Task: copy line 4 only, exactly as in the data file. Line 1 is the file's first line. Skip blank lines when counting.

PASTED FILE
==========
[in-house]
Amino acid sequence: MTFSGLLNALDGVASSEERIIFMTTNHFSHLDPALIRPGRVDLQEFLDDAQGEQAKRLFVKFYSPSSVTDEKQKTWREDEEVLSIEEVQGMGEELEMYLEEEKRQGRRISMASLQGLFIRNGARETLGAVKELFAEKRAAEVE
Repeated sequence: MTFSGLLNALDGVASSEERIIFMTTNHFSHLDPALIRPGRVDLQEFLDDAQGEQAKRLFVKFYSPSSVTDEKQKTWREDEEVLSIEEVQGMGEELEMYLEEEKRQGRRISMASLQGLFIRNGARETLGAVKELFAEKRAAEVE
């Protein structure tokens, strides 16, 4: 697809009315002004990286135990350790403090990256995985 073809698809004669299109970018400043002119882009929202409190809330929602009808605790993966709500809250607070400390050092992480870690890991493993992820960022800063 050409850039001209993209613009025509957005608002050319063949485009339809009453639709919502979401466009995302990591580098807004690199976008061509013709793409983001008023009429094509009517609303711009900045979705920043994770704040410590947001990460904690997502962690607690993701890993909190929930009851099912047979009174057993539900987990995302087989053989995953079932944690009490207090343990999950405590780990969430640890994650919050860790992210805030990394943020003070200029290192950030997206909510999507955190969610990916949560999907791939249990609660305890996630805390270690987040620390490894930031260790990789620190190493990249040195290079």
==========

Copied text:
């Protein structure tokens, strides 16, 4: 697809009315002004990286135990350790403090990256995985 073809698809004669299109970018400043002119882009929202409190809330929602009808605790993966709500809250607070400390050092992480870690890991493993992820960022800063 050409850039001209993209613009025509957005608002050319063949485009339809009453639709919502979401466009995302990591580098807004690199976008061509013709793409983001008023009429094509009517609303711009900045979705920043994770704040410590947001990460904690997502962690607690993701890993909190929930009851099912047979009174057993539900987990995302087989053989995953079932944690009490207090343990999950405590780990969430640890994650919050860790992210805030990394943020003070200029290192950030997206909510999507955190969610990916949560999907791939249990609660305890996630805390270690987040620390490894930031260790990789620190190493990249040195290079």